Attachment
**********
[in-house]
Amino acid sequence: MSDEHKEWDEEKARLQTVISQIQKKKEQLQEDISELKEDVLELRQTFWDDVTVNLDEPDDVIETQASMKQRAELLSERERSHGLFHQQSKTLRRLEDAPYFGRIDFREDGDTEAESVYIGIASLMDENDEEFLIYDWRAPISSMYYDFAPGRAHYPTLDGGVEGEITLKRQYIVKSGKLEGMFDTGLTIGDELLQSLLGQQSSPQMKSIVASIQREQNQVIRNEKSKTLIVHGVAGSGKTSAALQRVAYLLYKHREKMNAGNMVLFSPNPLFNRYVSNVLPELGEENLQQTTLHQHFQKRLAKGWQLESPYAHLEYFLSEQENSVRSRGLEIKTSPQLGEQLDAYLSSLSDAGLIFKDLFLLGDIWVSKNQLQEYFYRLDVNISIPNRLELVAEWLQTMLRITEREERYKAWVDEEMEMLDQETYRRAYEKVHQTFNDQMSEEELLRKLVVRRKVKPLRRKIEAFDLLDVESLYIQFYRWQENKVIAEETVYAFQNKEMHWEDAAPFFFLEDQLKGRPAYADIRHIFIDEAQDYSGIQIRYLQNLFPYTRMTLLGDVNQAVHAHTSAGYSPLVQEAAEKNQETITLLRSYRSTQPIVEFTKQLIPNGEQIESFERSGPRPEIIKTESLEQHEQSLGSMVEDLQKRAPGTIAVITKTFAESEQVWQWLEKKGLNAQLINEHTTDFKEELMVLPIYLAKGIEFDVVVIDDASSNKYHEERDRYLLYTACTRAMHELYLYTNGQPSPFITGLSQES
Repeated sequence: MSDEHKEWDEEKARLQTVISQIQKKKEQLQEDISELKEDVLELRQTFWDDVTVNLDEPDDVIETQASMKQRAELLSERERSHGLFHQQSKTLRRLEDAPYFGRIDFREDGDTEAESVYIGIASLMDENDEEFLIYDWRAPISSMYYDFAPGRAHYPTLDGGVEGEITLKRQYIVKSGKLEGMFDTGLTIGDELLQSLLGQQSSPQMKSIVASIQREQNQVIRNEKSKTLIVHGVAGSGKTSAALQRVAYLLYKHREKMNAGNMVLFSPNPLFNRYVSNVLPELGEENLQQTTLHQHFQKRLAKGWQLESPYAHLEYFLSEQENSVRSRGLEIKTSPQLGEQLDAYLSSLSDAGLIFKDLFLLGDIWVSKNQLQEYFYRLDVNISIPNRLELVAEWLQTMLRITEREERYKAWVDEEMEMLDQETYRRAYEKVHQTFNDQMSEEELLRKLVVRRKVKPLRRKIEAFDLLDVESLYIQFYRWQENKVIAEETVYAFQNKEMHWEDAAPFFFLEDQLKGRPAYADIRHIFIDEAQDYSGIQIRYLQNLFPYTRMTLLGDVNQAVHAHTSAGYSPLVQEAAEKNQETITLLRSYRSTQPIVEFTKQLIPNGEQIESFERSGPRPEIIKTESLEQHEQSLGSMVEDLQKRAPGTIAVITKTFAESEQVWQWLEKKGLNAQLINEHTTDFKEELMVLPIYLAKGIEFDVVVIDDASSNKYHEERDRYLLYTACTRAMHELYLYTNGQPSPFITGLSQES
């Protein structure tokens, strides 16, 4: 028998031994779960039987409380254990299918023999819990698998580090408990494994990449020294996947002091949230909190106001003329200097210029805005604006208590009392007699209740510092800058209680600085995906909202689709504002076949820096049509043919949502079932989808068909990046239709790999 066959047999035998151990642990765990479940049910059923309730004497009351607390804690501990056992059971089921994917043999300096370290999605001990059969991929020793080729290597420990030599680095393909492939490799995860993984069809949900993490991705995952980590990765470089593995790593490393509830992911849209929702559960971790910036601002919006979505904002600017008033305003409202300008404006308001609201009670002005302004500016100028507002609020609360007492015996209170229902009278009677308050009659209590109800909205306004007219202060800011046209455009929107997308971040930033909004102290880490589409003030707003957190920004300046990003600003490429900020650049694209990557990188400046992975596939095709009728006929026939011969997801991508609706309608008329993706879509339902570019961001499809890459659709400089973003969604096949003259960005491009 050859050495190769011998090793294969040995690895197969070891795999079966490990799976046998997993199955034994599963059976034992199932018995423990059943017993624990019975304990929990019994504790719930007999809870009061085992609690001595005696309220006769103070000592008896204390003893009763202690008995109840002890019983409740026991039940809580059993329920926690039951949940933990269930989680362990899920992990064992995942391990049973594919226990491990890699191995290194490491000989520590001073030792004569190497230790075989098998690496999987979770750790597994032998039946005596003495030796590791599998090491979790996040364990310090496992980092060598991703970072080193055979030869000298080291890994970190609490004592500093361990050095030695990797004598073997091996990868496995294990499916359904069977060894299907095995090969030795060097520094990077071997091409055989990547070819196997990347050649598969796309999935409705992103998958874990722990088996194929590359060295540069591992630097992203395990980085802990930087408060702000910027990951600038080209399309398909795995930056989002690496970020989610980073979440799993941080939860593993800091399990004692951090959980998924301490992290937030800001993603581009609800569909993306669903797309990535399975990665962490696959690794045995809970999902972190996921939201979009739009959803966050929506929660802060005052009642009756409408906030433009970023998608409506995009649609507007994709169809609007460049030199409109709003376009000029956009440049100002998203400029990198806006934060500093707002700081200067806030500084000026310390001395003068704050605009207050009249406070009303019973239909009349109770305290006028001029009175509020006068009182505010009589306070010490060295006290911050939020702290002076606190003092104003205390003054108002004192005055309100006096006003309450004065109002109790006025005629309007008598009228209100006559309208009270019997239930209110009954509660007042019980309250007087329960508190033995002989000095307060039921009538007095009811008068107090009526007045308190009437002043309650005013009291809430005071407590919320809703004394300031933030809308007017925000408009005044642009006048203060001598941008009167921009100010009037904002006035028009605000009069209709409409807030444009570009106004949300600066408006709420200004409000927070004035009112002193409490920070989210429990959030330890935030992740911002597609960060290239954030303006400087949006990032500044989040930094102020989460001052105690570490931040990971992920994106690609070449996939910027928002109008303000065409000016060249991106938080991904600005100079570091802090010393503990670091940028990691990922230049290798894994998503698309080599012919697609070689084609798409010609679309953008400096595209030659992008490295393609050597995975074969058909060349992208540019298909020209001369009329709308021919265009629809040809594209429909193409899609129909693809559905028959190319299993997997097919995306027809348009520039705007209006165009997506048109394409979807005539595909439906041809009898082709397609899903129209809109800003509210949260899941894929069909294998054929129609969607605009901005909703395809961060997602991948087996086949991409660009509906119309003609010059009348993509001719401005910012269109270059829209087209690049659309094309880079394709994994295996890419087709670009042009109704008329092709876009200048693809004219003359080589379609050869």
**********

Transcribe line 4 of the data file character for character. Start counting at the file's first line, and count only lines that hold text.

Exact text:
């Protein structure tokens, strides 16, 4: 028998031994779960039987409380254990299918023999819990698998580090408990494994990449020294996947002091949230909190106001003329200097210029805005604006208590009392007699209740510092800058209680600085995906909202689709504002076949820096049509043919949502079932989808068909990046239709790999 066959047999035998151990642990765990479940049910059923309730004497009351607390804690501990056992059971089921994917043999300096370290999605001990059969991929020793080729290597420990030599680095393909492939490799995860993984069809949900993490991705995952980590990765470089593995790593490393509830992911849209929702559960971790910036601002919006979505904002600017008033305003409202300008404006308001609201009670002005302004500016100028507002609020609360007492015996209170229902009278009677308050009659209590109800909205306004007219202060800011046209455009929107997308971040930033909004102290880490589409003030707003957190920004300046990003600003490429900020650049694209990557990188400046992975596939095709009728006929026939011969997801991508609706309608008329993706879509339902570019961001499809890459659709400089973003969604096949003259960005491009 050859050495190769011998090793294969040995690895197969070891795999079966490990799976046998997993199955034994599963059976034992199932018995423990059943017993624990019975304990929990019994504790719930007999809870009061085992609690001595005696309220006769103070000592008896204390003893009763202690008995109840002890019983409740026991039940809580059993329920926690039951949940933990269930989680362990899920992990064992995942391990049973594919226990491990890699191995290194490491000989520590001073030792004569190497230790075989098998690496999987979770750790597994032998039946005596003495030796590791599998090491979790996040364990310090496992980092060598991703970072080193055979030869000298080291890994970190609490004592500093361990050095030695990797004598073997091996990868496995294990499916359904069977060894299907095995090969030795060097520094990077071997091409055989990547070819196997990347050649598969796309999935409705992103998958874990722990088996194929590359060295540069591992630097992203395990980085802990930087408060702000910027990951600038080209399309398909795995930056989002690496970020989610980073979440799993941080939860593993800091399990004692951090959980998924301490992290937030800001993603581009609800569909993306669903797309990535399975990665962490696959690794045995809970999902972190996921939201979009739009959803966050929506929660802060005052009642009756409408906030433009970023998608409506995009649609507007994709169809609007460049030199409109709003376009000029956009440049100002998203400029990198806006934060500093707002700081200067806030500084000026310390001395003068704050605009207050009249406070009303019973239909009349109770305290006028001029009175509020006068009182505010009589306070010490060295006290911050939020702290002076606190003092104003205390003054108002004192005055309100006096006003309450004065109002109790006025005629309007008598009228209100006559309208009270019997239930209110009954509660007042019980309250007087329960508190033995002989000095307060039921009538007095009811008068107090009526007045308190009437002043309650005013009291809430005071407590919320809703004394300031933030809308007017925000408009005044642009006048203060001598941008009167921009100010009037904002006035028009605000009069209709409409807030444009570009106004949300600066408006709420200004409000927070004035009112002193409490920070989210429990959030330890935030992740911002597609960060290239954030303006400087949006990032500044989040930094102020989460001052105690570490931040990971992920994106690609070449996939910027928002109008303000065409000016060249991106938080991904600005100079570091802090010393503990670091940028990691990922230049290798894994998503698309080599012919697609070689084609798409010609679309953008400096595209030659992008490295393609050597995975074969058909060349992208540019298909020209001369009329709308021919265009629809040809594209429909193409899609129909693809559905028959190319299993997997097919995306027809348009520039705007209006165009997506048109394409979807005539595909439906041809009898082709397609899903129209809109800003509210949260899941894929069909294998054929129609969607605009901005909703395809961060997602991948087996086949991409660009509906119309003609010059009348993509001719401005910012269109270059829209087209690049659309094309880079394709994994295996890419087709670009042009109704008329092709876009200048693809004219003359080589379609050869």